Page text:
• eliminate use of highly corrosive chemicals and replace with less corrosive solutions
  • add drainage for water runoff
  • add gutters to re-direct water from walking paths used by customers and workers
  • proper preventive maintenance on equipment, walkways and driveways
  • ensuring all equipment with active belts have guards
  • Using proper slip resistant footwear
Some examples of administrative controls  would be:
  • designing and completing a hazard assessment form.
  • specific training  for each task  identified.
  • use accident investigation as a tool to prevent future incidents
  • create a simple process for reporting accidents
  • utilize a daily inspection checklist
  • utilize an open and closing checklist
  • utilize a maintenance log
  • learn from recording and reviewing near misses
  • use proper personal protection equipment
One of the most effective ways to complete this is to conduct a walk-through survey of all work areas and duties. The idea is to list all of the activities associated with each job along with the hazards these tasks present. This can be done by one or more persons who have the responsibility  to document  the results. It is best to include staff that are experienced in each area observed.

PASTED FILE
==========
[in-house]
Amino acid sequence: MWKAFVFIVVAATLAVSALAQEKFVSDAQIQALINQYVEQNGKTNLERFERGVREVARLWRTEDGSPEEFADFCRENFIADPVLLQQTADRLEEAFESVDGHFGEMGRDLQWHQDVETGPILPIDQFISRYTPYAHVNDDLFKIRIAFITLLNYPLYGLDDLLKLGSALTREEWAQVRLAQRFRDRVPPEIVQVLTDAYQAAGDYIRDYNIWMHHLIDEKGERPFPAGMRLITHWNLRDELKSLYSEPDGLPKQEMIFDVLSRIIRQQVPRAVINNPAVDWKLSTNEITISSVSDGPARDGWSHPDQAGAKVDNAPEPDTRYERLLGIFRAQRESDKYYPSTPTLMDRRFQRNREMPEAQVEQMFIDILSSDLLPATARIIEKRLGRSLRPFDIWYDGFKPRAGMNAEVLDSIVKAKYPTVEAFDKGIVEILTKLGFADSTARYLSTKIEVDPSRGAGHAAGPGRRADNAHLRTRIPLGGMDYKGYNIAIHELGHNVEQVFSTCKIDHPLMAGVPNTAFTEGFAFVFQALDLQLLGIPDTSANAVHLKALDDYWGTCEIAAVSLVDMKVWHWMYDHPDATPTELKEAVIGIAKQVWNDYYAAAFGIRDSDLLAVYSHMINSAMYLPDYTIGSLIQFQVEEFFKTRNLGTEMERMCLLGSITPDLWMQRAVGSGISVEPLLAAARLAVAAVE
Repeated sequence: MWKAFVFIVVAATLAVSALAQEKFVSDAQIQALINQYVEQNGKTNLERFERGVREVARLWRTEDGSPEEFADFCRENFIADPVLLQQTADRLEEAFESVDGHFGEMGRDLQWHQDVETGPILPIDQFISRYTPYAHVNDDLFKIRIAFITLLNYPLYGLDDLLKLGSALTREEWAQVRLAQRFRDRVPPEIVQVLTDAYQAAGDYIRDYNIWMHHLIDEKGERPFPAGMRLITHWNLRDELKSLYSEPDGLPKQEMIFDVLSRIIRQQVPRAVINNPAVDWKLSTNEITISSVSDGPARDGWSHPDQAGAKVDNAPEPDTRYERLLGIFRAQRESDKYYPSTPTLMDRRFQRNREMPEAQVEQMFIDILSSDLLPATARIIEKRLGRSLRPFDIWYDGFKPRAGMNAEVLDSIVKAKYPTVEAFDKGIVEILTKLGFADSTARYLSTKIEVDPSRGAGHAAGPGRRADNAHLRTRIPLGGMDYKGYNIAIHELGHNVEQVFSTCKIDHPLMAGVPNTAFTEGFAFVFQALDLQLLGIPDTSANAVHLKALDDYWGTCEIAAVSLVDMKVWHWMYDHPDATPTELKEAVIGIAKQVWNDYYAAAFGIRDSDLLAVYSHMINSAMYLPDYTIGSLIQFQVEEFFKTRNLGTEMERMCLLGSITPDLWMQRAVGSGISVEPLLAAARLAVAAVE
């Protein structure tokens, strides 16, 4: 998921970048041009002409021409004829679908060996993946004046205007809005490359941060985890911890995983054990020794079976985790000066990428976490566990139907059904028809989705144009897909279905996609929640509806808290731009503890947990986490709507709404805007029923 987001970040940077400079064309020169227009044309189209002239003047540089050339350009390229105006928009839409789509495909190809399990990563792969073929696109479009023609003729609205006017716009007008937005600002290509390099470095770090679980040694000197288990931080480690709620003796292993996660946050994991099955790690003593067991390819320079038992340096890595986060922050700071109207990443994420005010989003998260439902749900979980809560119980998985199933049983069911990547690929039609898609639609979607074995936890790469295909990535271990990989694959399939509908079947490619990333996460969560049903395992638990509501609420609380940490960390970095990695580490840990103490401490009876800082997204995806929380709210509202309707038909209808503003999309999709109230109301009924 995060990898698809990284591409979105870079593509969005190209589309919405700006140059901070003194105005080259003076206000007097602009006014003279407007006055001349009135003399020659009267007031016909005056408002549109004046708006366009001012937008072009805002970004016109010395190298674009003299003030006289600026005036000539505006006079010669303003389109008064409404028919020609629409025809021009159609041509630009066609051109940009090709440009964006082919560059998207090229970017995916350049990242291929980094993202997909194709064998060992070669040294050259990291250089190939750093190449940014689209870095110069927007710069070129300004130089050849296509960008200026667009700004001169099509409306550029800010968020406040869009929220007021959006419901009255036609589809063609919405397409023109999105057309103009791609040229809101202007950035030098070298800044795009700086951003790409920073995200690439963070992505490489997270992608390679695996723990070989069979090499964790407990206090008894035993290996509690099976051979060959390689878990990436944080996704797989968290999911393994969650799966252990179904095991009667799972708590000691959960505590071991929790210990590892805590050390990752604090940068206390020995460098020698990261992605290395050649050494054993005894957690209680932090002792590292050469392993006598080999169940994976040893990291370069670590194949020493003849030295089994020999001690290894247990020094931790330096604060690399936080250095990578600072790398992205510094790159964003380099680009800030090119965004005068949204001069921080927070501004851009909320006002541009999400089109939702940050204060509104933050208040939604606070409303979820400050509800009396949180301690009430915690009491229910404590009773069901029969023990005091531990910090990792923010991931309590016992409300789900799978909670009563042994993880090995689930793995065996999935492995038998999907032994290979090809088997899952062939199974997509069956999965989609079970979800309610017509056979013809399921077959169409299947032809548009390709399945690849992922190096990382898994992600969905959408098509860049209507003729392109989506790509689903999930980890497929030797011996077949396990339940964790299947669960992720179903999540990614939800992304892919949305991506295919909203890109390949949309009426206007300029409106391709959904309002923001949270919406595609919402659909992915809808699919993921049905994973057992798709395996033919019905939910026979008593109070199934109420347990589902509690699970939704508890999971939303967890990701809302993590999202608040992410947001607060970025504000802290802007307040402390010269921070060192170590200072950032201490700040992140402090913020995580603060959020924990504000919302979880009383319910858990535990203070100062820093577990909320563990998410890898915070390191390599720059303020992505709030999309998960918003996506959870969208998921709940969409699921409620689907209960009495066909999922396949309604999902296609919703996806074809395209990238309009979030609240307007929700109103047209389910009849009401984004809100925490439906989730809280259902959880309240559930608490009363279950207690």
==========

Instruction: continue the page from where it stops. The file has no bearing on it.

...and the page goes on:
The JHA form can be created by your team or search on line for some examples like below. 
This document uses a simple format that breaks down the analysis into three sections, the Steps, Potential Hazard Identification, and the suggested Corrective Action. The Steps are the specific tasks associated with the completion of the operation,  the hazards are the potential or existing dangers associated with the job function and finally the last column is the suggested actions to eliminate or minimize the likelihood of injury or property damage accidents.

In the final step, pretend the team is an investigator interviewing witnesses. The following are some questions that might be posed:
  • What can go wrong?
  • What are the consequences?
  • How could it arise?
  • Are there any contributing factors?
  • How likely is it that something may go wrong?
Once you establish your answers, you can begin to develop your plan to solve the issue identified. Some examples of solutions might be:
  • Can the job be performed in another way?
  • Can you make physical changes to the job?
  • Does the job have to be performed?
As always, ideas no matter how good they may be, are meaningless unless they are put into action.  Conducting  an on-site job hazard assessment, can be the difference between a  serious incident  and an accident that doesn't happen.  Get your committee together  and begin using this  important  tool  before it's too late.

A safe wash protects people and profits!